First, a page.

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Did Canada pay Khadr too much, its veterans too little, or a bit of both?

By Sean Bruyea      

Omar Khadr’s settlement at the very least provokes conversation so that veterans do not have to suffer in silence. Maybe, politicians and bureaucrats will likewise comprehensively settle with veterans and their families.

Omar Khadr, pictured when he was 14 years old. Mr. Khadr’s settlement at the very least provokes conversation so that veterans do not have to suffer in silence, writes Sean Bruyea. Photograph courtesy of Wikimedia Commons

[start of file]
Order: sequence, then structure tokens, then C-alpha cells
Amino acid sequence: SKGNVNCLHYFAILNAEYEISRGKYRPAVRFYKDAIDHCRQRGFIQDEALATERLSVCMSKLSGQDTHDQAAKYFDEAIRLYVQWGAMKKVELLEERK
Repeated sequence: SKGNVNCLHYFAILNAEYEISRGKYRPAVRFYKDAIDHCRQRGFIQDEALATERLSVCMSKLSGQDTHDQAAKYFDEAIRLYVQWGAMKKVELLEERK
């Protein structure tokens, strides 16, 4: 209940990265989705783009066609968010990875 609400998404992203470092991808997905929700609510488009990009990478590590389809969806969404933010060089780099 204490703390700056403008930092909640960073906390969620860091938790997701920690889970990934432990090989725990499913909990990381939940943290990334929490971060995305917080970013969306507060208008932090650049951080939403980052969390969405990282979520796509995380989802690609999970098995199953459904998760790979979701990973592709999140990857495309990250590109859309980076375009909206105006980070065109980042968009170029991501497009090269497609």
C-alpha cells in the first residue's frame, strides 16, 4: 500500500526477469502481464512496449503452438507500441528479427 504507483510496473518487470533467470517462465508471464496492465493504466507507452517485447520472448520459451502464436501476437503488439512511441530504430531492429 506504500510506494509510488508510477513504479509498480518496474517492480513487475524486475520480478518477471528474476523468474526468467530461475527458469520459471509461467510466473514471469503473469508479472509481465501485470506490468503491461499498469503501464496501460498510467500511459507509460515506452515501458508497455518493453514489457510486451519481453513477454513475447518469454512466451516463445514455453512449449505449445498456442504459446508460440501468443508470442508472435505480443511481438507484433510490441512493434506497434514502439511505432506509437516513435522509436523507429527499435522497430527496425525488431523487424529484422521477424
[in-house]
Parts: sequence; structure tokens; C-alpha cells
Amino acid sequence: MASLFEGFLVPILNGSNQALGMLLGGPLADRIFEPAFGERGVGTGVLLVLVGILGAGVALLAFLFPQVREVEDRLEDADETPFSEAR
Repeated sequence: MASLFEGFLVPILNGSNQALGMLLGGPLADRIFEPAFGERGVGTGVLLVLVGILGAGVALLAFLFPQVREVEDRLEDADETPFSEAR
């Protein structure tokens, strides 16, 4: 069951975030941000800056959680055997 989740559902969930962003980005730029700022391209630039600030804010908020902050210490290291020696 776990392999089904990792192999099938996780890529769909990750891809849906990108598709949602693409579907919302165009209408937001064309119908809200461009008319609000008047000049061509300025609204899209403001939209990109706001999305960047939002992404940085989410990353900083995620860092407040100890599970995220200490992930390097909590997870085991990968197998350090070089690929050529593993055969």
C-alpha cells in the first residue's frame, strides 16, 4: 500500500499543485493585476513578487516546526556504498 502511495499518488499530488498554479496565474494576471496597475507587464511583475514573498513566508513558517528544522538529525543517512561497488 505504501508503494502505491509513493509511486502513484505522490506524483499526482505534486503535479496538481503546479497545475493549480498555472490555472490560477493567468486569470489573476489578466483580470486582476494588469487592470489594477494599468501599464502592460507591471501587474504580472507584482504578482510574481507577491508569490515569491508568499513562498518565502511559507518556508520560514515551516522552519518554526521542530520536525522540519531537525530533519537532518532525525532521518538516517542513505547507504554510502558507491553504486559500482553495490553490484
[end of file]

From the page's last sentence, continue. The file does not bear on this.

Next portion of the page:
OTTAWA—Fierce and passionate responses surround Omar Khadr’s reported $10.5-million settlement. Some have compared the amount to what Canada begrudgingly gives its soldiers injured and killed in the line of duty. We should listen to them. Calculations to arrive at settlements for both Khadr and veterans occur in the world of tort law. The Supreme Court of Canada noted that, “general principles underlying our system of damages suggest that a plaintiff should receive full and fair compensation, calculated to

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